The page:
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  8. I've got a couple of the piston pens, and after some helpful advice from Brian I got them pretty well dialed in. But they are still unmistakably cheap pens. They burp, they leave railroad tracks. I'm definitely having fun with them, I'm definitely playing with them in my sketchbook (and forgiving the inevitable blobs of ink that occasionally vomit forth). These are not the pens I use at the office, or when writing a letter to a distant loved one.

    Am I the only one that wonders what Lamy could do in this niche for a price somewhere below a Namiki Falcon but more than the Noodler's pens?

    I'll still probably be buying an Ahab, but my expectations will be tempered by the price and previous experience with the other Noodler's flex pens. I'll tell you what, though, I've been lusting for a Namiki Falcon.

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  9. I think this exactly sums up Nathan's ideology with developing these pens! 

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  10. Well you're definitely right about there being a huge price gap...there is really nothing between the Noodler's pens and Namiki Falcons. That's a $120+ price gap between the two pens....there is certainly room for another manufacturer to step in, though I don't know of any company that has plans to do so. I would absolutely love to see Lamy or another major manufacturer develop a flex pen in the $40-50 price range. Flex pens are different than regular pens though, and would require a whole new design (not just a different nib that would swap with the current Lamy pens, for example). 

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  11. I'm not sure how you're getting such great performance out of the Noodler's flex pens compared to me. I've run six different inks through my Ahab now on three very different types of paper. I've washed the thing out thoroughly with dish soap and water, I've even cut a number of extra vents on the feed, but the ink isn't flowing like it ought to, even if I write very slowly.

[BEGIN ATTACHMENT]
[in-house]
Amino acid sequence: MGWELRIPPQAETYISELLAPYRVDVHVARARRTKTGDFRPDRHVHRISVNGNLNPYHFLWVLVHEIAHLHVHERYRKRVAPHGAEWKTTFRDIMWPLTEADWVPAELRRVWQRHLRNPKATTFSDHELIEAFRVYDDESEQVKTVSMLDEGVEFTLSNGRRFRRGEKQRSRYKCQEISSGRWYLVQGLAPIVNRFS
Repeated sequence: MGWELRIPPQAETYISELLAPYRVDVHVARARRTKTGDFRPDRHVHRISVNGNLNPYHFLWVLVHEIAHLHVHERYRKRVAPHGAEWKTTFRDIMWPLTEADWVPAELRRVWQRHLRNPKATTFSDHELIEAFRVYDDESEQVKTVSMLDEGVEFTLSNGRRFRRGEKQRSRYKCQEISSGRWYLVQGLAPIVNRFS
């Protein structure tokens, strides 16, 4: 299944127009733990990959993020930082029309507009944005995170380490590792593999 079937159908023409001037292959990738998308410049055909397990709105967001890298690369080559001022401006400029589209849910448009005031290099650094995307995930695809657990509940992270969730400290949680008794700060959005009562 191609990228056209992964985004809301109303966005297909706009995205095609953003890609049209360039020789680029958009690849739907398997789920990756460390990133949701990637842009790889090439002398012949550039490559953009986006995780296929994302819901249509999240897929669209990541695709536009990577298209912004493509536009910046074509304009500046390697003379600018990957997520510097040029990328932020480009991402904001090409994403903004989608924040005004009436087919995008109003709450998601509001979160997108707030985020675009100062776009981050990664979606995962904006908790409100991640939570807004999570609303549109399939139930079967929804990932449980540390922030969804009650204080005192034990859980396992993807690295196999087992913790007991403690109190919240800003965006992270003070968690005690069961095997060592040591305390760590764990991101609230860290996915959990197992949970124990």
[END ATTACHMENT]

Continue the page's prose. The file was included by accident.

I'm really appreciative of what Nathan is trying to do here, offering a utilitarian & maintainable flex pen for very little money, but I'm thinking this probably deserved a little more fine tuning before release to ensure that customers would have a positive writing experience with these pens.

    After a lot of fine tuning, and with the help of your videos, I've gotten enough performance out of the piston pens to at least get some journaling use out of them, or letters to friends that might not mind the occasional hiccup that can be expected from these pens. I've not yet gotten to that level of minimum functionality out of the Ahab.

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  12. I've done a bunch of experimenting, and read up on the physics of nibs and feeds, and I've finally got my Ahab writing nice somewhat consistently.

    The first and possibly most important thing, which I didn't realize for a while(maybe you did though) is that unlike the regular Noodler's flex, there is a notch in the barrel for the nib. There isn't anything on the outside of the pen to indicate which way it is, but if you use a flashlight it is easy to see. After taking the nib out the first time, I thought it was really odd how tight the nib and feed were... I had them in the wrong way. You can make sure the nib is in the right place by turning it around until it locks in.